Like humans, ants are capable of self-medicating against deadly fungal infections

Like Humans, Ants Can Self-Medicate Against Fungal Infections-1

Despite significant advancements in medical science and health care, in the last several decades, many of us still resort to self-medication as a way of curing our ailments. According to a new study, however, self-treatment of maladies is not restricted to the world of human beings. For the very first time, ants have been found self-medicating, on food containing high amounts of the otherwise-poisonous hydrogen peroxide, in order to combat fungal infections.

Insects, such as bees and ants, are particularly vulnerable to fungal infections and other forms of parasitic diseases. When the spores of Beauveria bassiana, a type of fungus commonly found in the soil, come in contact with the ant’s body, they quickly penetrate the host’s cuticle, killing it in a matter of days. One way of fighting such deadly fungi is to ingest small doses of otherwise-dangerous substances, like hydrogen peroxide. The discovery has been made by researcher Nick Bos, and his colleagues at Finland’s University of Helsinki, as part of a study recently published in Evolution, the International Journal of Organic Evolution.

To demonstrate the deleterious effects of hydrogen peroxide on healthy ants belonging to the Formica fusca species, the researchers divided the insects into two, separate groups. Following that, each group was fed either of the two diets: an unadulterated honey-based solution and a similar solution spiked with the harmful chemical. Those, that feasted on the contaminated meal, were found to have an overall mortality rate of 20-percent. By contrast, the ants, that were given the pure solution, had a death rate of only around 5-percent.


However, when the same experiment was conducted using ants suffering from fungal infections, the researchers observed some very different results. Here, the consumption of a hydrogen peroxide-rich diet led to a mortality rate of 45-percent, compared to around 60-percent for those living on healthy food. Interestingly, when given a choice between the two diets, the healthy ants stayed completely away from the toxic solution, while the diseased insects ate larger amounts of it. Speaking about the project, Bos explained:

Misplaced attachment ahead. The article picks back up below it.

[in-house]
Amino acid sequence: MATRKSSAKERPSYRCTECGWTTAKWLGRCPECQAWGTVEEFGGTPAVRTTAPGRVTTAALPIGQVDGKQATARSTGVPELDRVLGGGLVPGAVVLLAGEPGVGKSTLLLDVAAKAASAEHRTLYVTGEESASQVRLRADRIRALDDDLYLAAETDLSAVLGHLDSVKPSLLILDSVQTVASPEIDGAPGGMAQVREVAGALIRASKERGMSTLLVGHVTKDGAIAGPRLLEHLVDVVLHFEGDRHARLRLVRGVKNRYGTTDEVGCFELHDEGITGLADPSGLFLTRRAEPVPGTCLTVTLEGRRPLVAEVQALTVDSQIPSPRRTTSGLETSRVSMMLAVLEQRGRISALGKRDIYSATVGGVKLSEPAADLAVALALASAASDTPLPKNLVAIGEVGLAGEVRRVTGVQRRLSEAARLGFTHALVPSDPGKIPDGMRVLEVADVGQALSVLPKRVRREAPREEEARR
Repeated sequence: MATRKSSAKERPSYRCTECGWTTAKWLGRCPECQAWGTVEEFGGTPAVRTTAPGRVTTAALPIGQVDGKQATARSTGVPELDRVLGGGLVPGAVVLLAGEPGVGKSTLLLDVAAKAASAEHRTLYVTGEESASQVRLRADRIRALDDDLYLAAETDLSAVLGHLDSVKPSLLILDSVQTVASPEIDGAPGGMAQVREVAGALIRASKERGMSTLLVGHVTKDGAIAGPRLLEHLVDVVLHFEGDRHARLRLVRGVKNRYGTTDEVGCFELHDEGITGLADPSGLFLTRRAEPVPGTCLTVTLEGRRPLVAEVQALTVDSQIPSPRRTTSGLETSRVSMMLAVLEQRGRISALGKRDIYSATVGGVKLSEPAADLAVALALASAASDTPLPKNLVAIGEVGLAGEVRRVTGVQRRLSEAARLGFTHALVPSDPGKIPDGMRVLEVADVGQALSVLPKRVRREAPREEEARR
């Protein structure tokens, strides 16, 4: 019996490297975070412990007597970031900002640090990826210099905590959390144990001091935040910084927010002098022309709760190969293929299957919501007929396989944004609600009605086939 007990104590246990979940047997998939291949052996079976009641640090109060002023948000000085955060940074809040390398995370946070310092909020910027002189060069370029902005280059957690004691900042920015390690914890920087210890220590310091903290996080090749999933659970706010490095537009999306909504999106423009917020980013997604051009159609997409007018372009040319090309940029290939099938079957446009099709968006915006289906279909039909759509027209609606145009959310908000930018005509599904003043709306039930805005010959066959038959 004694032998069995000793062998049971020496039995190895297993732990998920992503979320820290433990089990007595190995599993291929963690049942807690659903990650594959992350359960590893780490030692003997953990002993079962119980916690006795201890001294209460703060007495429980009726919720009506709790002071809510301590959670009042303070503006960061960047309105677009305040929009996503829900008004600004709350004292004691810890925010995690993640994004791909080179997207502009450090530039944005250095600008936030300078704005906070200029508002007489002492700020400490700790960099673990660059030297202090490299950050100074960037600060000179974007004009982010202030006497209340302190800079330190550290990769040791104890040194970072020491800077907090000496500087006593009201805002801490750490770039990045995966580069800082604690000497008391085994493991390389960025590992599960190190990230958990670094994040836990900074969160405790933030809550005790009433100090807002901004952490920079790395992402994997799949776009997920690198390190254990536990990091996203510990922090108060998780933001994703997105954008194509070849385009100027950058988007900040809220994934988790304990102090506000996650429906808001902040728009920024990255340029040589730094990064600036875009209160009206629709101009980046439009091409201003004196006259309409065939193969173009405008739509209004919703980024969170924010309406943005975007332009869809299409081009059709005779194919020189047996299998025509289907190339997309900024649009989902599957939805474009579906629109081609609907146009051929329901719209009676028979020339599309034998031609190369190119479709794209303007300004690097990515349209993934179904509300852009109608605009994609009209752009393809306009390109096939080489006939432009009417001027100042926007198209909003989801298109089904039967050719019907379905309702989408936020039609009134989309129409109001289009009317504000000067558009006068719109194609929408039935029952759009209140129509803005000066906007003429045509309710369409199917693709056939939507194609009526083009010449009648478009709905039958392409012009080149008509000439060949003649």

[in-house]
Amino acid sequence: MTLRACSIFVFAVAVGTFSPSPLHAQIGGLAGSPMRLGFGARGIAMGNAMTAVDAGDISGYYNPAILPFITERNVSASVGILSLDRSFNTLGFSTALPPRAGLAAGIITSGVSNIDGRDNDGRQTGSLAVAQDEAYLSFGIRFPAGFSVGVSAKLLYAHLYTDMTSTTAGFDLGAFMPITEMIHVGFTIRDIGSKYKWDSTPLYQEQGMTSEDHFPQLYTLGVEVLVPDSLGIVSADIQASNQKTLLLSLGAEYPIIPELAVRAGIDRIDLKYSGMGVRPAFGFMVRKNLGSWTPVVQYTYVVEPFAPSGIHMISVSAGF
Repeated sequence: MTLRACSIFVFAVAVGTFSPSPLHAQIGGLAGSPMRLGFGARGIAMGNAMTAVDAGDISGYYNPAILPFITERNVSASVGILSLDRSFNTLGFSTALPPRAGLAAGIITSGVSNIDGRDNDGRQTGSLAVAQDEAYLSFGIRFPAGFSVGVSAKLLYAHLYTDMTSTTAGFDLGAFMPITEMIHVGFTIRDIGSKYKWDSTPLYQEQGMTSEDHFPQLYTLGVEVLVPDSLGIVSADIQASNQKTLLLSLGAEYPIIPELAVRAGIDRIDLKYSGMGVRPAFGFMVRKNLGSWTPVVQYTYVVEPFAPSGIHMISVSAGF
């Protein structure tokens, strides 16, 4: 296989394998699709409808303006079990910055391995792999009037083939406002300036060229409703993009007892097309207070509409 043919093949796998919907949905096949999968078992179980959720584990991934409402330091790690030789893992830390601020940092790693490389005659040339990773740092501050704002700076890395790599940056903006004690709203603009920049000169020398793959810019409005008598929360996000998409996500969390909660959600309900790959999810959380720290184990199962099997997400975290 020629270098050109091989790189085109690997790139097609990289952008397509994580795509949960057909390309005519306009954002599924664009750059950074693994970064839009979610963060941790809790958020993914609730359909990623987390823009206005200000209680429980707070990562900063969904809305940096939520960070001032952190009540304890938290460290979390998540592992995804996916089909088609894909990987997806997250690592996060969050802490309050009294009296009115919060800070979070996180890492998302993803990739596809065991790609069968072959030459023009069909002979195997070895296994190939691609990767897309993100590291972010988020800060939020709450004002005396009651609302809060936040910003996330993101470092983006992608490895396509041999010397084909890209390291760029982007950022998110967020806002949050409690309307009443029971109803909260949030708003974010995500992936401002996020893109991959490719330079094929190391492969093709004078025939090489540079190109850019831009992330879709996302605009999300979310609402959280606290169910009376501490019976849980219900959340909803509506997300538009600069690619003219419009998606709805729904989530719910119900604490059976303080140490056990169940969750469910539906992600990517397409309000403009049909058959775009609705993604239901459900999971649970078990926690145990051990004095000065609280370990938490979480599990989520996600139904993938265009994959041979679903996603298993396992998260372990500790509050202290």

It is not known yet how ants know they are infected, but it’s very clear that they do somehow change their behaviour once they are.

Increasing the concentration of hydrogen peroxide, in the solution, actually caused the infected ants to consume smaller doses of the food. By comparison, they ate equal quantities of the two solutions, when the concentration was lower. According to Bos and his research team, hydrogen peroxide contains copious amounts of Reactive Oxygen Species (or ROS) which, although harmful when ingested in large doses, are incredibly effective in killing deadly parasites. In the wild, aphids, a common type of plant lice, and decaying corpses of insects are usually the chief sources of ROS. David Baracchi, a researcher at London’s Queen Mary University, explicated:

In ant colonies there are hundreds to thousands of individuals and even a small increase in the proportion of surviving individuals really can make the difference for the entire colony. It is natural that they have evolved amazing mechanisms to counteract microorganisms, and self-medication is one of those.

Talking about the significance of the find, Jessica Abbott, of Sweden-based Lund University, said:

I think this is good evidence of self-medication. They showed that the ants deliberately ingest hydrogen peroxide when infected, and that doing so increases the survival of the ant and decreases the fitness of the parasite.

Like Humans, Ants Can Self-Medicate Against Fungal Infections-3

Source: Evolution

Via: New Scientist

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